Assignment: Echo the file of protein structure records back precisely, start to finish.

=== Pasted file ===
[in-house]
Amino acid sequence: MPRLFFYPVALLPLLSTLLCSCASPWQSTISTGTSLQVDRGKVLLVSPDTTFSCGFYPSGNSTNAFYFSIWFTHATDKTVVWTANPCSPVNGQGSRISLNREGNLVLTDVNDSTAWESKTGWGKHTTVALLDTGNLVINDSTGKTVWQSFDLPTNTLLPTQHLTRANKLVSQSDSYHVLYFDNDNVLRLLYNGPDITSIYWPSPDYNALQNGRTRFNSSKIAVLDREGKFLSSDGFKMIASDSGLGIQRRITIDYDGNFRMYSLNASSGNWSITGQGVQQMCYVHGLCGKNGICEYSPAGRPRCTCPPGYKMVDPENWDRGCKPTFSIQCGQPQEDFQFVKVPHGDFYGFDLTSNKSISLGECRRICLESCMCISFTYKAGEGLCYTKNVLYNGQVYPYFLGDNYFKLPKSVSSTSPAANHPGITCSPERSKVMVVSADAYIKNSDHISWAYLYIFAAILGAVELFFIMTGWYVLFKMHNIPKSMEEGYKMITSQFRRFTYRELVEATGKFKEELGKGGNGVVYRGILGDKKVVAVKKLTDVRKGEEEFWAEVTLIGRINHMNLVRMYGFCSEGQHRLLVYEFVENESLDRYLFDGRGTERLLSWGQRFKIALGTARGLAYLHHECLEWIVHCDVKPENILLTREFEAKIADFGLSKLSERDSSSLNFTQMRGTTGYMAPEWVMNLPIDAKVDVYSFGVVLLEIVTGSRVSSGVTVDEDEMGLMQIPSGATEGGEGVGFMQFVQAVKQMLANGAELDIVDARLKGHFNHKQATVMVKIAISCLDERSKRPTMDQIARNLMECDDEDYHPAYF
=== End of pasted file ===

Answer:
[in-house]
Amino acid sequence: MPRLFFYPVALLPLLSTLLCSCASPWQSTISTGTSLQVDRGKVLLVSPDTTFSCGFYPSGNSTNAFYFSIWFTHATDKTVVWTANPCSPVNGQGSRISLNREGNLVLTDVNDSTAWESKTGWGKHTTVALLDTGNLVINDSTGKTVWQSFDLPTNTLLPTQHLTRANKLVSQSDSYHVLYFDNDNVLRLLYNGPDITSIYWPSPDYNALQNGRTRFNSSKIAVLDREGKFLSSDGFKMIASDSGLGIQRRITIDYDGNFRMYSLNASSGNWSITGQGVQQMCYVHGLCGKNGICEYSPAGRPRCTCPPGYKMVDPENWDRGCKPTFSIQCGQPQEDFQFVKVPHGDFYGFDLTSNKSISLGECRRICLESCMCISFTYKAGEGLCYTKNVLYNGQVYPYFLGDNYFKLPKSVSSTSPAANHPGITCSPERSKVMVVSADAYIKNSDHISWAYLYIFAAILGAVELFFIMTGWYVLFKMHNIPKSMEEGYKMITSQFRRFTYRELVEATGKFKEELGKGGNGVVYRGILGDKKVVAVKKLTDVRKGEEEFWAEVTLIGRINHMNLVRMYGFCSEGQHRLLVYEFVENESLDRYLFDGRGTERLLSWGQRFKIALGTARGLAYLHHECLEWIVHCDVKPENILLTREFEAKIADFGLSKLSERDSSSLNFTQMRGTTGYMAPEWVMNLPIDAKVDVYSFGVVLLEIVTGSRVSSGVTVDEDEMGLMQIPSGATEGGEGVGFMQFVQAVKQMLANGAELDIVDARLKGHFNHKQATVMVKIAISCLDERSKRPTMDQIARNLMECDDEDYHPAYF